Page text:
Rolling Stone (5/13/99, p.80) - Included in Rolling Stone's "Essential Recordings of the 90's."
Rolling Stone (1/23/97, pp.62-63) - 4 Stars (out of 5) - "...The DJ built songs out of layer upon layer of sampled instruments and other sound fragments, most of which he processed, looped and re-arranged far beyond recognition....funky rhythms that never sound like they've been cut and pasted together..."
Spin (p.134) - "[T]his remains a stone classic, channeling Afrika Bambaataa's genre-splicing, DJ-booth mysticism into a fully realized studio epic..."
Spin (9/99, p.126) - Ranked #15 in Spin Magazine's "90 Greatest Albums of the '90s."
Spin (1/97, p.59) - Ranked #12 on Spin's list of the "20 Best Albums of '96."
Spin (1/97, p.81) - 9 (out of 10) - "...layers slinky break-beats with sampled sounds--anything from church bells to War Of The Worlds and, egad, Tears For Fears....a cosmic-chamber feel complete with choruses of fallen angels, plucked harps, Mellotron, and cello..."
Spin (p.102) - "One of the best hip-hop, yes hip-hop - records ever made."
Entertainment Weekly (11/29/96, p.92) - "...Unfolding lik a surreal film soundtrack on which jazz, classical, and jungle fragments are artfully blended with turntable tricks and dialogue snippets, ENDTRODUCING... takes hip-hop into the next dimension." - Rating: A-
Q (12/99, p.90) - Included in Q Magazine's "90 Best Albums Of The 1990s."
Q (11/96, p.120) - 4 Stars (out of 5) - "...Shadow's brief is to develop a totally sample-based idiom, weaving a cinematically broad spectrum so deftly layered that the sampling-is-stealing argument falls flat..."
Uncut (p.121) - 4 stars out of 5 - "It's an elegy from a vinyl mausoleum, a sonic fiction assembled by a keen-eared archaeologist."
Alternative Press (4/97, p.70) - 5 (out of 5) - "...an undeniable hip-hop masterpiece....DJ Shadow remembers that sampling is an art form."
Magnet (p.88) - "An instrumental album entirely composed of samples and influenced by both prog rock and Public Enemy was, at the time, revolutionary....Still unmatched in its carefree invention."
JazzTimes (4/97, p.65) - "Some consider...ENDTRODUCING... a broadcast from hip-hop's near future. But that notion ignores how much this disc reaffirms the music's creative roots....ENDTRODUCING is pretty damn good, with Shadow demonstrating an unerring ear for motif and texture, touching on everything from dub to funk to groove-jazz..."
Option (1-2/97, p.73) - "...Shadow makes records the way Robert Rauschenberg made his combines: from scraps, pop artifacts, the things other people throw away....While some of his tracks float serenely on a cloud of jazzy phrasing and ambient textures, Shadow always lands on his beat..."
Melody Maker (12/21-28/96, pp.66-67) - Ranked #2 on Melody Maker's list of 1996's "Albums Of The Year."
Melody Maker (9/14/96, p.49) - Bloody Essential - "...it flips hip hop inside out all over again like a reversible glove, and again, and again, and each time it's sudden and new. I am, I confess, totally confounded by it. I hear a lot of good records, but very few impossible ones....You need this record. You are incomplete without it."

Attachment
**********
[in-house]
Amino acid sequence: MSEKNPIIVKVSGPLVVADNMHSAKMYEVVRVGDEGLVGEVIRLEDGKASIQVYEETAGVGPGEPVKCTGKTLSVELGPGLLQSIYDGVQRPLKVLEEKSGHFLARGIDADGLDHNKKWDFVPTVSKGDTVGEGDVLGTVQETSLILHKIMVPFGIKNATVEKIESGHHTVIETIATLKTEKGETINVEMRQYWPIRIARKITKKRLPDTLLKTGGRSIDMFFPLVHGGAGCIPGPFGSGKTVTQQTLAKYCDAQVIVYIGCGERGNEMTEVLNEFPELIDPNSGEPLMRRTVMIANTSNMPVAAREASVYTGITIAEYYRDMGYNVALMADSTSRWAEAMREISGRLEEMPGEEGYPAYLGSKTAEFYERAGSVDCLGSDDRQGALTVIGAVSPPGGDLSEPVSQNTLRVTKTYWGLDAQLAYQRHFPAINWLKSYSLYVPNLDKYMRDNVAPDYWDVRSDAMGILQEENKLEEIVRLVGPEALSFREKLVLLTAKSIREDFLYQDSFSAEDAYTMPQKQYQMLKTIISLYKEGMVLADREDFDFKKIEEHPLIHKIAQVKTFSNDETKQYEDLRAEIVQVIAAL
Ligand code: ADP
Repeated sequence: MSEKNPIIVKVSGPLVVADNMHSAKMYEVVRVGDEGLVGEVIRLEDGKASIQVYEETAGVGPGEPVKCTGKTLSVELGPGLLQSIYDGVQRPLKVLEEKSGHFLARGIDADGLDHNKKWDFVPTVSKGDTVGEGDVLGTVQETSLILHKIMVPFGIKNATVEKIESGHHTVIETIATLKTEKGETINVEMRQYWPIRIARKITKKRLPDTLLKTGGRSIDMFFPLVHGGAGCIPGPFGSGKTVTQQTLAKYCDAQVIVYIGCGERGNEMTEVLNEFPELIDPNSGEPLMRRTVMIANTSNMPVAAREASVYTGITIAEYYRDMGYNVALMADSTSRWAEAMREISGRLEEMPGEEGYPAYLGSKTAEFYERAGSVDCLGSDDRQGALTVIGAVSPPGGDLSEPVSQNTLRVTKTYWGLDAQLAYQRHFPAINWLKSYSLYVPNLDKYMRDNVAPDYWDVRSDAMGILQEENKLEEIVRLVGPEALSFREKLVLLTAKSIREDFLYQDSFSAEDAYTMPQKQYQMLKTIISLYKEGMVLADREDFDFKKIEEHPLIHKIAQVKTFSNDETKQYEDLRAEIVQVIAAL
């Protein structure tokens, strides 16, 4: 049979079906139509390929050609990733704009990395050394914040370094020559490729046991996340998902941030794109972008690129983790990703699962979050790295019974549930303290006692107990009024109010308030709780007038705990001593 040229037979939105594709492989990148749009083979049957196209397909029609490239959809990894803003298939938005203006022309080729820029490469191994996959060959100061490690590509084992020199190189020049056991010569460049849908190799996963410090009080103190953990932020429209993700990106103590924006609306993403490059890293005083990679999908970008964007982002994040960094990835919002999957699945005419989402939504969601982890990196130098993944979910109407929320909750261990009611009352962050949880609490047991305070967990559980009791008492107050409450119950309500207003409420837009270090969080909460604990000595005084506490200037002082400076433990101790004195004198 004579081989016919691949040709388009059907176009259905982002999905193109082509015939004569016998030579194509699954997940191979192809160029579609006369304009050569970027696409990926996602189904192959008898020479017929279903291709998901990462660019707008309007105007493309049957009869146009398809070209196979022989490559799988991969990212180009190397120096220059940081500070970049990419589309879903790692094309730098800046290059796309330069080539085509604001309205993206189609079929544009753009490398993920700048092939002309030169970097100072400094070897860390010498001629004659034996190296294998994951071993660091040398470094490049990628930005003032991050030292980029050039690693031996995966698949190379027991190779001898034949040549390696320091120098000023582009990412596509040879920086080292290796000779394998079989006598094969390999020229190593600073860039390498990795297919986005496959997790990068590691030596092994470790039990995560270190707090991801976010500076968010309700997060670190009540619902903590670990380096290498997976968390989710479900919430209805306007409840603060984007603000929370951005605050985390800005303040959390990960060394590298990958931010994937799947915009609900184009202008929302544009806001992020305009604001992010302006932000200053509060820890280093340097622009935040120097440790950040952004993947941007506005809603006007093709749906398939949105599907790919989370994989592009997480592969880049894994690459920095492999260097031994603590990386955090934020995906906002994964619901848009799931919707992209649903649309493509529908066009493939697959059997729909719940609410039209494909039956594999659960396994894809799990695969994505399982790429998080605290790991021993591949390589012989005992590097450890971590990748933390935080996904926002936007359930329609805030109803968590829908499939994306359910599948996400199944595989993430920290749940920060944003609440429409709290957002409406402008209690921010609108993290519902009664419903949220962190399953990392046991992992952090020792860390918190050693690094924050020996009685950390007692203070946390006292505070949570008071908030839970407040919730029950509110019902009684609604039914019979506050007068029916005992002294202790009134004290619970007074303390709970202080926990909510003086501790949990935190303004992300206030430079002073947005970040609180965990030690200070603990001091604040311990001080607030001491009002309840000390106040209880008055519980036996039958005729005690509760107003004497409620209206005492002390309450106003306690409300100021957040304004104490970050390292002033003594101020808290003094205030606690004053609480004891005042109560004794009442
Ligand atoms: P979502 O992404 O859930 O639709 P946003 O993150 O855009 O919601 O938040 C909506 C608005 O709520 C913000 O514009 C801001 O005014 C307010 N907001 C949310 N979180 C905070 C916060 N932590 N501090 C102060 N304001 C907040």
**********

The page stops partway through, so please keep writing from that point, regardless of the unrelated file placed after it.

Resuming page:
Rap Pages (12/96, p.33) - "...Innovative arrangements and structures of sound are present here, reflecting a mind that is constantly summoning collage forms..."
Village Voice (2/25/97) - Ranked #4 in the Village Voice's 1996 Pazz & Jop Critics' Poll.
Mojo (Publisher) (p.65) - Ranked #18 in Mojo's "100 Modern Classics" -- "[The album] returned hip hop's focus from the MC to the music."
Mojo (Publisher) (p.120) - 4 stars out of 5 - "A decade on, DJ Shadow's affirmatory essay on record collecting as a creative endeavour has lost none of its grandeur."
NME (Magazine) (12/21-28/96, pp.66-67) - Ranked #5 in NME's 1996 critics' poll.
Recorded at The Glue Factory, San Francisco, California.
Though the sleeve notes of DJ Shadow's exhilarating long-playing debut speak of his devotion to "vinyl culture" and "sample-based music" (a guide of which is contained within), it's all just double-speak for hip-hop. Undoubtedly, this is the musical culture that lit up the life of young Cali-boy Josh Davis, inspiring him to construct these vocal-less, found-sound collages. Not the hip-hop that a dime-a-dozen MCs have turned into a cartoonish, excess-filled formula, but the hip-hop of such sonic anarchist producers as Afrika Bambaataa and The Bomb Squad. To put it mildly, DJ Shadow sides with the dope beats, not the bland blah-blah-blah.
Shadow's skills with a drum machine power ENDTRODUCING... as much as his innovative def-ness with a sampler--which says a lot for someone who's been called the Jimi Hendrix of sampling. The songs shift tempos in a blink, incorporating multiple time-signatures, and it's to Shadow's credit that he's as comfortable hinting at Elvin Jones' or Dave Grohl's rhythmic attacks as he is citing old faithfuls like Clyde Stubblefield. His wide array of samples color the album's beat-heavy text. Ethereal horns, ambient keyboards, orchestral strings, vocoder vocals, whole film scenes--each is made a part of the sweeping focus, part of a grand postmodern design.